The following general guidelines apply to troubleshooting
When an operation fails or you suspect a bug, look at the MySQL server error log (see Section 5.2.2, “The Error Log”).
Issues relating to the
dictionary include failed
TABLE statements (orphaned table files), inability
.InnoDB files, and
system cannot find the path specified
errors. For information about these sorts of problems and
Section 220.127.116.11, “Troubleshooting
InnoDB Data Dictionary Operations”.
When troubleshooting, it is usually best to run the MySQL
server from the command prompt, rather than through
mysqld_safe or as a Windows service. You
can then see what mysqld prints to the
console, and so have a better grasp of what is going on. On
Windows, start mysqld with the
--console option to direct
the output to the console window.
InnoDB Monitors to obtain
information about a problem (see
Section 18.104.22.168, “
SHOW ENGINE INNODB
STATUS and the
InnoDB Monitors”). If the problem is
performance-related, or your server appears to be hung, use
the standard Monitor to print information about the internal
InnoDB. If the problem is with
locks, use the Lock Monitor. If the problem is in creation
of tables or other data dictionary operations, use the Table
Monitor to print the contents of the
InnoDB internal data dictionary. To see
tablespace information use the Tablespace Monitor.
If you suspect that a table is corrupt, run
CHECK TABLE on that table.
The troubleshooting steps for
problems depend on when the problem occurs: during startup of
the MySQL server, or during normal operations when a DML or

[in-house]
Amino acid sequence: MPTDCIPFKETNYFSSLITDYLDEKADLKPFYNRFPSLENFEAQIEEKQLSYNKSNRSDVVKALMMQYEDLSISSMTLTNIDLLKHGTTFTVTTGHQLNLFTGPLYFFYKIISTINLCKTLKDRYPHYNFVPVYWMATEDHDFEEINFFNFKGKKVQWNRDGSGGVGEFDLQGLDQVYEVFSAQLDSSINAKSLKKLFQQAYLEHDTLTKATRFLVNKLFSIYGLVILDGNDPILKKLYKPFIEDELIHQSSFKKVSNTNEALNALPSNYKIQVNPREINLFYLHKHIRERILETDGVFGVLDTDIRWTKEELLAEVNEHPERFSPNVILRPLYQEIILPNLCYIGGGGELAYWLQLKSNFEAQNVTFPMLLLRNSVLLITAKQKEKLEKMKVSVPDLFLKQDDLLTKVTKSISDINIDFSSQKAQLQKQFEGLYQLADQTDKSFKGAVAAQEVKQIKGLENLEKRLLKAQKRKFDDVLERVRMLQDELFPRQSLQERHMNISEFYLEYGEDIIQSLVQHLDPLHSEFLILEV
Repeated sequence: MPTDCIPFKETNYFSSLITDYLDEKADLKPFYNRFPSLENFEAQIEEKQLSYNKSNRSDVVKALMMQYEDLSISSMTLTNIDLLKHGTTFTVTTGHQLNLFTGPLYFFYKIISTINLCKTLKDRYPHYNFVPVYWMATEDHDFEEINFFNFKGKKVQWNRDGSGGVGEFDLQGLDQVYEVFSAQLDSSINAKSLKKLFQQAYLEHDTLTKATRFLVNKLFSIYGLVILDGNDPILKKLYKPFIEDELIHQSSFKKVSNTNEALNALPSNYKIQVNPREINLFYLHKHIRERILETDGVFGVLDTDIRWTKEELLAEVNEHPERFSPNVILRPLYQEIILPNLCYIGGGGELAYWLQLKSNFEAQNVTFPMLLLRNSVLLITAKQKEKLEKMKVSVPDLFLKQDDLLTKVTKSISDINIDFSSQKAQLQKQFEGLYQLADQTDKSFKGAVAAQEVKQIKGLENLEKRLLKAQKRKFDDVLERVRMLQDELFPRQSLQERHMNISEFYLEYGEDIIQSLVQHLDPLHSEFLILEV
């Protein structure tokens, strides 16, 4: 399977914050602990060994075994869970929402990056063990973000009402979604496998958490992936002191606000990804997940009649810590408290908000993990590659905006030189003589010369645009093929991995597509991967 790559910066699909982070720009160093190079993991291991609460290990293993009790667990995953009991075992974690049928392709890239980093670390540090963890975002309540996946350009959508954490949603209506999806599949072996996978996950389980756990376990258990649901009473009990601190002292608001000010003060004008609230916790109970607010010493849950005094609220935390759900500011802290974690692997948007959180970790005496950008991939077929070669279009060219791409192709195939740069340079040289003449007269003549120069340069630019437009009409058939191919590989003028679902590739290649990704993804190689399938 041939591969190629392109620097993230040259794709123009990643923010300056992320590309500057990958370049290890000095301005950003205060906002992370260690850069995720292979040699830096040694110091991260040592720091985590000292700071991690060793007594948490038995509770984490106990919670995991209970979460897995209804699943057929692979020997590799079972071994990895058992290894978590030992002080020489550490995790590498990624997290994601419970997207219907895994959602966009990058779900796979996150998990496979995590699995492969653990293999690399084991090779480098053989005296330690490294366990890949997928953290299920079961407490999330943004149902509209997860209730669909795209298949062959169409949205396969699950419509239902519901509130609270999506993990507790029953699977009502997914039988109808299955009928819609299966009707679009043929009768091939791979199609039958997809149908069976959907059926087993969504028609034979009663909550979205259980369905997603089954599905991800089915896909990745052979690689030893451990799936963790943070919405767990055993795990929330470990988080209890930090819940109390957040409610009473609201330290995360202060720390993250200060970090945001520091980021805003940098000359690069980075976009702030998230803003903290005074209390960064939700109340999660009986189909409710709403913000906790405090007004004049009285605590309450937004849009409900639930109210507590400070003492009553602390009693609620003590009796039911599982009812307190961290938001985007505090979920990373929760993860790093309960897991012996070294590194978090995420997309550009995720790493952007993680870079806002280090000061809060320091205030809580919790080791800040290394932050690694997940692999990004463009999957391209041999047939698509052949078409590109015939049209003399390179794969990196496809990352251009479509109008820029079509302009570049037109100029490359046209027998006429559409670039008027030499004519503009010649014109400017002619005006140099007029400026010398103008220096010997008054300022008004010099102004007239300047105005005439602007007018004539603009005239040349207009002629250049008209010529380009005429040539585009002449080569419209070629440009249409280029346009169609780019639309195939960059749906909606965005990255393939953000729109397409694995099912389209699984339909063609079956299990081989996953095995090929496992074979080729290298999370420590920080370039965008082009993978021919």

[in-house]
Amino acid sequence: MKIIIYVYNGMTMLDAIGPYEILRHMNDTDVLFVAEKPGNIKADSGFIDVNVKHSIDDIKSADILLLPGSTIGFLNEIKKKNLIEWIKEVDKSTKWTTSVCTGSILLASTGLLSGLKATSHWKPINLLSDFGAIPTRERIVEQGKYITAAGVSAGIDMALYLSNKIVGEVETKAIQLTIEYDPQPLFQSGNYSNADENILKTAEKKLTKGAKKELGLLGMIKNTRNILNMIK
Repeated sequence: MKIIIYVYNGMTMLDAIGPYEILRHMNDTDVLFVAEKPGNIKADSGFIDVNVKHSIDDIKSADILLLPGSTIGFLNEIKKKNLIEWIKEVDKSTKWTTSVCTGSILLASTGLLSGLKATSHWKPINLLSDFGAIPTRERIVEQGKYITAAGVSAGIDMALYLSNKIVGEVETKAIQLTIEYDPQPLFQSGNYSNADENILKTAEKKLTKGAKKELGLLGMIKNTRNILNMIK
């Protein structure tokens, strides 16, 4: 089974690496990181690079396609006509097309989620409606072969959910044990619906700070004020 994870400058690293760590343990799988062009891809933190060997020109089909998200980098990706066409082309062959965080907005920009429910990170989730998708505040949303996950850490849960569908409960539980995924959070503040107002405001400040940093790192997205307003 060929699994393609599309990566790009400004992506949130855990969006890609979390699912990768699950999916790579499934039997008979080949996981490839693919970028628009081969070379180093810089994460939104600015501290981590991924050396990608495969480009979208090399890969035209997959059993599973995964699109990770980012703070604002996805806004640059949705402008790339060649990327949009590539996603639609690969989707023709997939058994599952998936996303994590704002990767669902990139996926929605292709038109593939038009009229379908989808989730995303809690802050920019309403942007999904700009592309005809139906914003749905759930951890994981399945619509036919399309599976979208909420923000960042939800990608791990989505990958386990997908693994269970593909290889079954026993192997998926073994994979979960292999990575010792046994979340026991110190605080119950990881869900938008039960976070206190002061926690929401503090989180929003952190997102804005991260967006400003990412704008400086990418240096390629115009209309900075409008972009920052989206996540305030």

DDL statement fails due to problems at the file system level.
If something goes wrong when
attempts to initialize its tablespace or its log files, delete
all files created by
ibdata files and all
ib_logfile files. If you already created
InnoDB tables, also delete the
.frm files for these
tables, and any
.ibd files if you are
using multiple tablespaces, from the MySQL database
directories. Then try the
creation again. For easiest troubleshooting, start the MySQL
server from a command prompt so that you see what is
InnoDB prints an operating system error
during a file operation, usually the problem has one of the
Make sure the
InnoDB data file
directory and the
InnoDB log directory
Make sure mysqld has access rights to create files in those directories.
Make sure mysqld can read the proper
option file, so that it starts with the options that you
Make sure the disk is not full and you are not exceeding any disk quota.
Make sure that the names you specify for subdirectories and data files do not clash.
Doublecheck the syntax of the
values. In particular, any
MAX value in
option is a hard limit, and exceeding that limit causes a